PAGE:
Indigenous man wins human rights settlement after jail denied request to practise spirituality

Indigenous man wins human rights settlement after jail denied request to practise spirituality

The Department of Justice and Public Safety and its jail in Shediac have apologized to a former Indigenous inmate who was denied access to traditional native spiritual services, such as smudging.

Anthony Peter-Paul was incarcerated for 16 months, first in Saint John, then at the brand new Southeast Regional Correctional Centre in Shediac for a break-and-enter in 2011.

He asked to practise native spirituality, such as smudging, and the request was denied because the newly built jail couldn't "facilitate."

"It's more like just not getting back to you, or saying 'We're looking into it, we don't have the resources now, we can't facilitate you at this time,' or flat out no," said Peter-Paul.

"You want to be able to pray and help yourself and reform, so when you're released you're in a better state of mind."

Peter-Paul said he was denied the right to pray the way he was taught by his elders, so he filed a complaint with the New Brunswick Human Rights Commission.

'I was angry'

"I was angry, not only with the people around me but with the institution, the system, and I felt I was let down by the correctional [system] in New Brunswick," said Peter-Paul.

Earlier this year, Peter-Paul received a settlement.

He was given a letter of apology, assurances the jail would stop preventing Indigenous people from having reasonable access to spiritual services, and $1,000 as general damages.

Anthony Peter-Paul can't talk about the settlement, which includes a confidentiality clause, but CBC News has obtained a copy of it.

Dan Ennis, a native elder from Tobique First Nation and former Human Rights Commission employee, who helped advocate on Peter-Paul's behalf, and has criticized the contents of the agreement.

"I thought it could have gone further,"  said Ennis, who was not involved in the agreement itself.

"Now it's a matter of us doing our own monitoring to the jail system in New Brunswick."

No concrete recommendations

Under the settlement, the respondents — the Department of Public Safety and Southeast Regional Correctional Center  — have agreed to:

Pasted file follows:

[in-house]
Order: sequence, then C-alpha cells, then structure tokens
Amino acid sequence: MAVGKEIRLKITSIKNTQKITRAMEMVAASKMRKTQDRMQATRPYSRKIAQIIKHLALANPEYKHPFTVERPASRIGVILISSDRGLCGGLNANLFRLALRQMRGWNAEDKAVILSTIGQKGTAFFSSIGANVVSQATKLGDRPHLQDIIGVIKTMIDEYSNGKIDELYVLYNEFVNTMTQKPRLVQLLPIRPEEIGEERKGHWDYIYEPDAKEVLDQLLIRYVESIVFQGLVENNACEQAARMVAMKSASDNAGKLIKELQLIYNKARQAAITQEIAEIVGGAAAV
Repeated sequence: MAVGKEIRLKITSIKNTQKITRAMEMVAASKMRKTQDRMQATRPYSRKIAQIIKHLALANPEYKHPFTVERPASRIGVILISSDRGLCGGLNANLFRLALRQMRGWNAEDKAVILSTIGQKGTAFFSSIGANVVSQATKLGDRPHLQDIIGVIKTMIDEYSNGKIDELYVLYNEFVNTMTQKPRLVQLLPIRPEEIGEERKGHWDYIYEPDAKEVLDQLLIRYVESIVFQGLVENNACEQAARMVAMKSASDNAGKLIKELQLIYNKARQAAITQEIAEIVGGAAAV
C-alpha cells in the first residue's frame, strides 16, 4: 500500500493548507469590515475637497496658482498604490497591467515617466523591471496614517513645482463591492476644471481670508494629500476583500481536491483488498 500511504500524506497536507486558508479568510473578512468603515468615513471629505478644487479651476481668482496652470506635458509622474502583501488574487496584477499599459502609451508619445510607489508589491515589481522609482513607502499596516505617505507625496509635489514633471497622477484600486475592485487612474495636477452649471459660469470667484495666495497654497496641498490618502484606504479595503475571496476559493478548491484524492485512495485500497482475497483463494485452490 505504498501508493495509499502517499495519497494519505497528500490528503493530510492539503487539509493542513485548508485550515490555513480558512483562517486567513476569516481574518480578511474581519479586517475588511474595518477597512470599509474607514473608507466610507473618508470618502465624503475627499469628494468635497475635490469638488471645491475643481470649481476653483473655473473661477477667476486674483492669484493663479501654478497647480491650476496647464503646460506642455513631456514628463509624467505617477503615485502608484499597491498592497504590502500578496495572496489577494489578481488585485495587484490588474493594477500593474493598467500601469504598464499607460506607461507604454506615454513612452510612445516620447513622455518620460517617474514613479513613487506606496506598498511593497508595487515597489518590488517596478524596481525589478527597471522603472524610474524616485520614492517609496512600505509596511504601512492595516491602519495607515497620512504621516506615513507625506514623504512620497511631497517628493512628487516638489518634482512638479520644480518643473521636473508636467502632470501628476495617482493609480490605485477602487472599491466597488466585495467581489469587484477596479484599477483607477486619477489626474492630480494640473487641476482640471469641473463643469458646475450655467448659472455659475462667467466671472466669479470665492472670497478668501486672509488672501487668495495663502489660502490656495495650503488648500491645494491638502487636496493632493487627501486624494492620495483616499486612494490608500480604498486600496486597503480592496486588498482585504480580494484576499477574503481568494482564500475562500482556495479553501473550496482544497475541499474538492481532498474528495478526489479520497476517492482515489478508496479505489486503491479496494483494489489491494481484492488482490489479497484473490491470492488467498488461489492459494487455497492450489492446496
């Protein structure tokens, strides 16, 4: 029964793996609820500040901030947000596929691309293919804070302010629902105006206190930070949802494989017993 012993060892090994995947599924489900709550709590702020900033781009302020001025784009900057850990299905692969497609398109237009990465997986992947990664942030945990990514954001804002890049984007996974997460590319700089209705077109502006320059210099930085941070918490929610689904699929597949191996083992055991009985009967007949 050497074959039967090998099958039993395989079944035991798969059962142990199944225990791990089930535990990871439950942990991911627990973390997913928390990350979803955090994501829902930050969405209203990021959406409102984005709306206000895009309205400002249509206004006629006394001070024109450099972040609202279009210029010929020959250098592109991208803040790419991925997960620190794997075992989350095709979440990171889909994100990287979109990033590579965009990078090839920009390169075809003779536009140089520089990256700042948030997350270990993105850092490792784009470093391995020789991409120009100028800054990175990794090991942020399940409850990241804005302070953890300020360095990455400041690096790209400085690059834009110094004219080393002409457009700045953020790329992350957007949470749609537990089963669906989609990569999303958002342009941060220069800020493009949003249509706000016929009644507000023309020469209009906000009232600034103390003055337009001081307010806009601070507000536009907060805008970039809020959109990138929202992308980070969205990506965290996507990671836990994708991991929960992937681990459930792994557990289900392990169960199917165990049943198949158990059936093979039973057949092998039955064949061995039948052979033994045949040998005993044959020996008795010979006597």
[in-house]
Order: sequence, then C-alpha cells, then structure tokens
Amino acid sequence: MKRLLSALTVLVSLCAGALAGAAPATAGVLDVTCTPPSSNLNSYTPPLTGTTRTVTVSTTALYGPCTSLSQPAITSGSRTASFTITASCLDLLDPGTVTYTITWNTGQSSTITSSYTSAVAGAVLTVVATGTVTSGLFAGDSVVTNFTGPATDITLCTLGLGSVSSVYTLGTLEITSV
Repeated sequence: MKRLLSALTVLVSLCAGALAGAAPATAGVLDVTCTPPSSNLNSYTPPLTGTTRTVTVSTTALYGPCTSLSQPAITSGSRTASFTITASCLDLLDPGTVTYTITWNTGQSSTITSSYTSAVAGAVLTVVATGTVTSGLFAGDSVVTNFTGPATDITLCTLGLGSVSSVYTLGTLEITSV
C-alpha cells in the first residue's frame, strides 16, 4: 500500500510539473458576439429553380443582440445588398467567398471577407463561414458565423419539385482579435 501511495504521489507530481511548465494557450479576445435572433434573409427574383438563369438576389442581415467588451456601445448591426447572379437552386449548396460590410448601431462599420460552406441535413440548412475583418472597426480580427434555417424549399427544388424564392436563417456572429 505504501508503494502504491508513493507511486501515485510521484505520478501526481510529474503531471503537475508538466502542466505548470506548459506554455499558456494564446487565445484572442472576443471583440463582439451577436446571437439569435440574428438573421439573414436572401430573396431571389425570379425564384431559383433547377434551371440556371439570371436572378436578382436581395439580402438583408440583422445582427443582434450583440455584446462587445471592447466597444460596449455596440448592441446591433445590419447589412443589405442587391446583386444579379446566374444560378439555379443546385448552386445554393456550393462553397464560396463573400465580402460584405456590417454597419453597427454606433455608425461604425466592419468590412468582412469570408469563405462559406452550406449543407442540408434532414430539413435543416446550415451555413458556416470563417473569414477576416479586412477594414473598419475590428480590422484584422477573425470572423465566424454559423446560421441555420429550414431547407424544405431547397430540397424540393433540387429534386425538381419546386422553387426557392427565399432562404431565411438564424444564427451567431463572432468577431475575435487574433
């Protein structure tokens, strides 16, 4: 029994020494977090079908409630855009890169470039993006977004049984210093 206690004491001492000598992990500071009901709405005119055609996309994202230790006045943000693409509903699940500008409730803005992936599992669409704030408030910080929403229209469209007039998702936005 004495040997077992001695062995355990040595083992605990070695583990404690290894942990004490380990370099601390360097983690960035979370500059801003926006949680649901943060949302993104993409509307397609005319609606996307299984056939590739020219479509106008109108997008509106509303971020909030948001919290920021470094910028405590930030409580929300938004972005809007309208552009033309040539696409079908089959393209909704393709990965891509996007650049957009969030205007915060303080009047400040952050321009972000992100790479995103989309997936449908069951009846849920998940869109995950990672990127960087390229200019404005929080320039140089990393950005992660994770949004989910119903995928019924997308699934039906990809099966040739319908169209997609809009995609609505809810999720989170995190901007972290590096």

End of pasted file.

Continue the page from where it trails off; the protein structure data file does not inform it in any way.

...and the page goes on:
- Abide by their obligations in the Human Rights Act and Canadian Charter of Rights and Freedoms related to religious services.

- Provide "reasonable" access to Aboriginal spiritual services, items, and artifacts.

- Attempt to hire more indigenous employees.

- Recruit volunteer spiritual elders to work with inmates.

The settlement dictates that the Human Rights Commission review the correctional centre's policies to ensure they're in keeping with the Human Rights Act, and make recommendations within six months.

Ennis said he would be happy to help.

"If you can't do it at the Human Rights Commission, we'll take it upon ourselves to form an ad hoc committee to monitor it," he said.

As an elder and inmate advocate, Ennis says he has witnessed and fielded complaints about racism from "every jail in New Brunswick."

"So every jail we had some kind of issue, complaint, whatever, with the jail system in provincial jails. That is racism, of course, when you're targeting one group of people."

Anthony Peter-Paul, similarly, is "not surprised" he was blocked from performing spiritual ceremonies while incarcerated.

"They were letting in Christian ministers once or twice a week to tend to the inmates, and they had a room to 'facilitate' them to read the Bible, to do prayer ceremonies. They gave out little crosses, little handbooks. But they wouldn't have native elders coming in and spiritual elements for natives."

After his release, Peter-Paul enrolled in journalism school at St Thomas University and wrote a story for CBC New Brunswick focusing on the lack of access to spiritual services for First Nations inmates.

"It's just very negative seeing some people trying to receive help and help themselves, and a different minority group is not able to," said Peter-Paul

"It's the same issues you see outside of jail. It's systematic inside the correctional institutions. I see it as a form of racism. It's like, 'Who cares about the natives?'"

Confidentiality clause 'silliest thing'

Peter-Paul is at home at Pabineau First Nation, awaiting lobster fishing season. He has completed a bachelor of arts at St. Thomas University since his incarceration.

Peter-Paul continues to practise spirituality in his home and finds comfort in it.

"I smudge, I burn some of the sacred medicines," he said.

He is unable to speak about the settlement and the outcome of his human rights complaint but said he will continue to speak on behalf of First Nations inmates.

"I would like to see elders be able to access the inmates similar to ministers coming in for spiritual needs, with an attempt to help them rehabilitate, so when they're released they're in touch with their culture, with themselves, with their spirituality, and they become a better person and don't come back to jail," he said.

While in jail, Peter-Paul was unaware of many of his rights before speaking to other inmates and to Dan Ennis, from Tobique First Nation.

All the more reason, the confidentiality clause in his settlement is, according to Ennis, "the silliest thing."

"This would be an educational thing for the general public first of all, and the Indian public, second of all, to know what they can do about protecting their rights in provincial jail," said Ennis.